Today youth work is growing again. Many churches and some presbyteries, sometimes in cooperation with others including community groups, employ youth workers. Parachute and Faith Festival provide annual gatherings of spiritual challenge and music unconstrained by the tastes of older generations. For some years now the church has had a national youth co-ordinator.
In some congregations, like St John's in Wellington, there is a strong memory of the glory days of the Presbyterian Bible Class Movement. Enquiring conversations among older people in other congregations as well can produce BC badges from dusty collections of memorabilia and unleash nostalgia for Easter Camps, Bible Class dances and debates, and memories of Presbyterian Harriers and study groups, and of teenage and young adult years in country towns hooning around in their father's cars while their elders fretted over the morality of dancing. Relationships of friendship and often marriage built networks which provided the church with elders missionaries and ministers through the 20th century. They were both challenged and strengthened by the experiences of depression and war and they knew what practical Christian leadership was about. The cohesion and faith of those who knew they could just get together and make things happen can still be a force to be reckoned with. There is still a gleam in many an octogenarian eye of what it has meant to be part of a Christian group which initiated change and adventure.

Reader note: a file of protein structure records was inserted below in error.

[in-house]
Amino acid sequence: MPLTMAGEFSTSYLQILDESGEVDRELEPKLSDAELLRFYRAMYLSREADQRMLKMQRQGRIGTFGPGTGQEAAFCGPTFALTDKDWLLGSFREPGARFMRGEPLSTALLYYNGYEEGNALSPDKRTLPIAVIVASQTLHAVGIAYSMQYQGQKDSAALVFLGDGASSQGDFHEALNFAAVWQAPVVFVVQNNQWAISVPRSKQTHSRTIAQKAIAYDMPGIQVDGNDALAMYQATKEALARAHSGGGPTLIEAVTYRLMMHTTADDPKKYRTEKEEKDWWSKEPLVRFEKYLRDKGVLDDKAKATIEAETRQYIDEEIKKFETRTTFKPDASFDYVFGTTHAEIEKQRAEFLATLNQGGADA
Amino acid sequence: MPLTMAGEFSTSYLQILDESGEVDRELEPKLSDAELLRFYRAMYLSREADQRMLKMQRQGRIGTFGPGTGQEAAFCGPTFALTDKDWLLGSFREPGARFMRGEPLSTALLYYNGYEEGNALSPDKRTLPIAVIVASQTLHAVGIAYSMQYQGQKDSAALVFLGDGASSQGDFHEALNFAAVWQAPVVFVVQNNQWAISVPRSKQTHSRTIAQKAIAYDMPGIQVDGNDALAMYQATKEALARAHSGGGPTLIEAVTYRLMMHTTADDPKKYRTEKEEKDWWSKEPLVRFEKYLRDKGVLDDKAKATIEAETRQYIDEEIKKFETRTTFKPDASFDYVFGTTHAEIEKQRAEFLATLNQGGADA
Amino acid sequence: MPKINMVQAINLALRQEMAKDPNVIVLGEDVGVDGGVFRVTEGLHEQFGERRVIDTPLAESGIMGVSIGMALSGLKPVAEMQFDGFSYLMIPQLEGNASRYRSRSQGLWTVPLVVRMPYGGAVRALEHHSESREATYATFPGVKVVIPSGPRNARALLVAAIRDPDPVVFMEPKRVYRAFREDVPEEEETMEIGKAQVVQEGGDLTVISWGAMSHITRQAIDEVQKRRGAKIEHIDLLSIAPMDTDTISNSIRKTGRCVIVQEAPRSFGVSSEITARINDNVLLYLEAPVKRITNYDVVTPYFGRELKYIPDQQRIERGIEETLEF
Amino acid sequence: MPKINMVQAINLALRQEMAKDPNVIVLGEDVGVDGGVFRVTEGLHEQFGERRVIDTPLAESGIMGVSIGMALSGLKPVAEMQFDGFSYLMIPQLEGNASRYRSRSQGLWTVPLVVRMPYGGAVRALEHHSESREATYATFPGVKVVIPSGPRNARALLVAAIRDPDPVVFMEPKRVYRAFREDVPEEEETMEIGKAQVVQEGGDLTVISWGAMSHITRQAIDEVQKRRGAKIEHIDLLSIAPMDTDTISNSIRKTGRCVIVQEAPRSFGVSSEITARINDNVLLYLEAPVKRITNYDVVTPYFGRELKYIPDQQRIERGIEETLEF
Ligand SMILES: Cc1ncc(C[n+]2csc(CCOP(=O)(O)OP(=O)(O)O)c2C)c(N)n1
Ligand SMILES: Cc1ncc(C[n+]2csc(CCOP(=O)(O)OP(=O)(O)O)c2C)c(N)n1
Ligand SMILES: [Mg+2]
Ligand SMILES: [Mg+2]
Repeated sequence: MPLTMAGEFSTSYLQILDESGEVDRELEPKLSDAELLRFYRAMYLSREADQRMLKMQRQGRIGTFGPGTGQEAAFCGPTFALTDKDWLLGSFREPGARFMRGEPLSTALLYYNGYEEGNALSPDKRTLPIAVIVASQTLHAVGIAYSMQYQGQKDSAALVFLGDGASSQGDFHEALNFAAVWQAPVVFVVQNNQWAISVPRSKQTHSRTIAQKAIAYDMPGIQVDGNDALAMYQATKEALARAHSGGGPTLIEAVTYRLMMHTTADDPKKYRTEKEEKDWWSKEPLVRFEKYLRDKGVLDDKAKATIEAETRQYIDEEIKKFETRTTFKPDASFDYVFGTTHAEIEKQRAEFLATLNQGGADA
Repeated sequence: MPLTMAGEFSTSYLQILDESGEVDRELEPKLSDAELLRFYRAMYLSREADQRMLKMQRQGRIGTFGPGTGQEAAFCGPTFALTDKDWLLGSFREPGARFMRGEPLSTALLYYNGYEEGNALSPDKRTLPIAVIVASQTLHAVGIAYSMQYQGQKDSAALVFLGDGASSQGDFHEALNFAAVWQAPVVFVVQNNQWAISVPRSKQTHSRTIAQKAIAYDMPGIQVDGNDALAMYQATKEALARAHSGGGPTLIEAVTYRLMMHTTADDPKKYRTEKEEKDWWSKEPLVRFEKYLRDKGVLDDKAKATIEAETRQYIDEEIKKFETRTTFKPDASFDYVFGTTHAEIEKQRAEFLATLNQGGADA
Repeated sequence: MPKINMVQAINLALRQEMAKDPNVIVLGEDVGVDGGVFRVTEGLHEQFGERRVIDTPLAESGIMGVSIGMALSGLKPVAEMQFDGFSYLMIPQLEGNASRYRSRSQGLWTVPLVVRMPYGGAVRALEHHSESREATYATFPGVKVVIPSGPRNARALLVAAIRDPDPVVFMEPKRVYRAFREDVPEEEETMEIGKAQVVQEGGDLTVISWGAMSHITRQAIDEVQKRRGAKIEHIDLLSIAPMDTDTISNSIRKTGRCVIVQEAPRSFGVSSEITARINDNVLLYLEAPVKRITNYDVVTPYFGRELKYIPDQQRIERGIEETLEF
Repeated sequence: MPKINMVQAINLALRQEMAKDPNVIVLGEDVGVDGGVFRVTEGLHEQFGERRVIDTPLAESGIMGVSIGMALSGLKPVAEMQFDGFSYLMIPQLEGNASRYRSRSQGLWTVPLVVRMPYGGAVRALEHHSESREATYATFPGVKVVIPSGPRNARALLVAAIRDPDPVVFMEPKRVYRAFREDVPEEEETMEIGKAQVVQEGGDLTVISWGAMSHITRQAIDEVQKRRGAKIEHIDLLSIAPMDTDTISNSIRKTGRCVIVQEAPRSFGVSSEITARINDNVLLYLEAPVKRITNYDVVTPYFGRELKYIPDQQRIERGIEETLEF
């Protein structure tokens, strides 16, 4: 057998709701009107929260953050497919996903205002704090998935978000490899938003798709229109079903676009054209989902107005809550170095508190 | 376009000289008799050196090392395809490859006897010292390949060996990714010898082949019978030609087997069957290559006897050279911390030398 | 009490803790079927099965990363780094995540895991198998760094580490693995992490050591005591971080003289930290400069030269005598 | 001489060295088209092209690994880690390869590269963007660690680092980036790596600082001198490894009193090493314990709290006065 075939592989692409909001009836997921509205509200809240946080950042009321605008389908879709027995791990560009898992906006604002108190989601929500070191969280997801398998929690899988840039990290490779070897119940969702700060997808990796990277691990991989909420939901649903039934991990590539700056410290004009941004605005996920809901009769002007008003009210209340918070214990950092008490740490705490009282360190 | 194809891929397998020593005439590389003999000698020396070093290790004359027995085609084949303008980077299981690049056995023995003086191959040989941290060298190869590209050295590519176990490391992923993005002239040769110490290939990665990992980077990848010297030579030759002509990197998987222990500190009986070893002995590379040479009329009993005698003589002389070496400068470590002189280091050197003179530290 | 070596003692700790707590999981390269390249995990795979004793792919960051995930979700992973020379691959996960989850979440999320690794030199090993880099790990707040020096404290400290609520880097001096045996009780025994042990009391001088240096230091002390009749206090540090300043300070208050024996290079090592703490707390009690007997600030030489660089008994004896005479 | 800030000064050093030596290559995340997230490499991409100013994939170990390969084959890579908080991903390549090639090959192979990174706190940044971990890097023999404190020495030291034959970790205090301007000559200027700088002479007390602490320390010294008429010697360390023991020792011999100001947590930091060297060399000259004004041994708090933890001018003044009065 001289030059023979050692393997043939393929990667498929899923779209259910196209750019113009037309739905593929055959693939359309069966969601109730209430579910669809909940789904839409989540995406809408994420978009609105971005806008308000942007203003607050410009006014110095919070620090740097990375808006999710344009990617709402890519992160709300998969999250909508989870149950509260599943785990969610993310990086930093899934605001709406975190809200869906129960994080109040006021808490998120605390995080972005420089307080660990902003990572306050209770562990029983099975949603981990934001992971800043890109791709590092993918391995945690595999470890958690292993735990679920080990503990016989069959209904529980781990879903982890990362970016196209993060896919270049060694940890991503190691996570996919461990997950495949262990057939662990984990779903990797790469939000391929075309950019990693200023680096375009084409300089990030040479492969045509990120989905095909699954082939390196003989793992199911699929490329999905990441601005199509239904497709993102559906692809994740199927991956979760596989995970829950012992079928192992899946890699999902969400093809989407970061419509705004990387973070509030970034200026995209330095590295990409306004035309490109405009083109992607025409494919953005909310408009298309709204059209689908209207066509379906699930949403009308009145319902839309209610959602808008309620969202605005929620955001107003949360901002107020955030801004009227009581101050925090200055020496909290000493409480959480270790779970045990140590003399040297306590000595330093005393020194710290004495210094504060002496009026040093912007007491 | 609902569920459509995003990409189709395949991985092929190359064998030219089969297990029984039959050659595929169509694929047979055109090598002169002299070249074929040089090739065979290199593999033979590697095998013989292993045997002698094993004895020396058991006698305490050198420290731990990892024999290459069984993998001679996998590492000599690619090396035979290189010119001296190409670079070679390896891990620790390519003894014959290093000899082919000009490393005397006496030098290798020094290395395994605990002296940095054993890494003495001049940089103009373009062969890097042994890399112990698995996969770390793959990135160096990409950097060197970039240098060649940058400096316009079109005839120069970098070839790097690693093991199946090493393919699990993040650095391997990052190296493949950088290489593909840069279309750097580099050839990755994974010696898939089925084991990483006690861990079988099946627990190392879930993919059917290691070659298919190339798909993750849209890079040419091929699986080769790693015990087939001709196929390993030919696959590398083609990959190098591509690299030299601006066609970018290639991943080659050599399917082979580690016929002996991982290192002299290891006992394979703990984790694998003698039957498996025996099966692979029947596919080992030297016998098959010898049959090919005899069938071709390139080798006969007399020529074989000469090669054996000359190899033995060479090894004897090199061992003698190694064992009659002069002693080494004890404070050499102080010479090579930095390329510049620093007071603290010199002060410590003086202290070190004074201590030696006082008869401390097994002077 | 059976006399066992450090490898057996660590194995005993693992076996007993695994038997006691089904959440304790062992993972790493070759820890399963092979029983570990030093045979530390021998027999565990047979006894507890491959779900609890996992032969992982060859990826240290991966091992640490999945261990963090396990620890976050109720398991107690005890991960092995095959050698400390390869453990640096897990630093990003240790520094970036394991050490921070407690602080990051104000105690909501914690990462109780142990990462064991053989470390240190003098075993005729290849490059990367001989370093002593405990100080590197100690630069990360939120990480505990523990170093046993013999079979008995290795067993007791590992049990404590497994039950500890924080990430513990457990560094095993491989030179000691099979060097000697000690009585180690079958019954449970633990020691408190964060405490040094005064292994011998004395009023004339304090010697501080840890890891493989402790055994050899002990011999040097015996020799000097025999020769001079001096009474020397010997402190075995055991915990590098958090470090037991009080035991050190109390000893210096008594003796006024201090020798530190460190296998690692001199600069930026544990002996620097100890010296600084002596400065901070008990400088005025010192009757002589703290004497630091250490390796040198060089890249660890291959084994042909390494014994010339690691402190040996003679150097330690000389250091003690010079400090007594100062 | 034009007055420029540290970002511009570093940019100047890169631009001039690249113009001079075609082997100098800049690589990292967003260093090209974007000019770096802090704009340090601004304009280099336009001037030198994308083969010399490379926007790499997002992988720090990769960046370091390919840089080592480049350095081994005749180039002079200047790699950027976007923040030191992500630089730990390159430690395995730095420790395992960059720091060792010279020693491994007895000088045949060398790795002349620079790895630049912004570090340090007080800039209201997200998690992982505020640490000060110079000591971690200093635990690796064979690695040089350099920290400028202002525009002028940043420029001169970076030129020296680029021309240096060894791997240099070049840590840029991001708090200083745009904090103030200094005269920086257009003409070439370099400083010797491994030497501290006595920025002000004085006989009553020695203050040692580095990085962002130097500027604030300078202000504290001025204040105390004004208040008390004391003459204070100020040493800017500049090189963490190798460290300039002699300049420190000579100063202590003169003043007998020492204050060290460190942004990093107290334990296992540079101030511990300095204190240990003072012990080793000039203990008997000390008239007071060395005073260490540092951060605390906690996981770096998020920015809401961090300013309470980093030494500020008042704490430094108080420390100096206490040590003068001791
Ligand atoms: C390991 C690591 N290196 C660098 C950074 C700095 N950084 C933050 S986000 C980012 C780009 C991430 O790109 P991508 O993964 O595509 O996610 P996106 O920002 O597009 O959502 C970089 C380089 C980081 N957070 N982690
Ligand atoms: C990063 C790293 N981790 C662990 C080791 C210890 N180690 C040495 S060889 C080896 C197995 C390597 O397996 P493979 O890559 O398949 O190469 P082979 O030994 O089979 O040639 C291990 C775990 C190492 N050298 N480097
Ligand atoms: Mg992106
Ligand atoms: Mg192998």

Formally the Bible Class movement came to an end at a meeting in Blenheim in March 1972. For some years it had been combined with the Methodist movement. Tensions over style, organisational philosophy, social and evangelistic attitudes and theology came to a tipping point when neither ecumenically or denominationally was there the leadership available among youth themselves or from the church capable of generating a new vision. It has taken time to rebuild, and the changing cultures of society in the 35 years since have led to different ways of doing things. A cultural swing towards new patterns of group belonging and generations spared some of the intensive debates about identity has created new opportunities. It may be surprising to discover how much of the vision of the early founders of the movement has a freshness and relevance.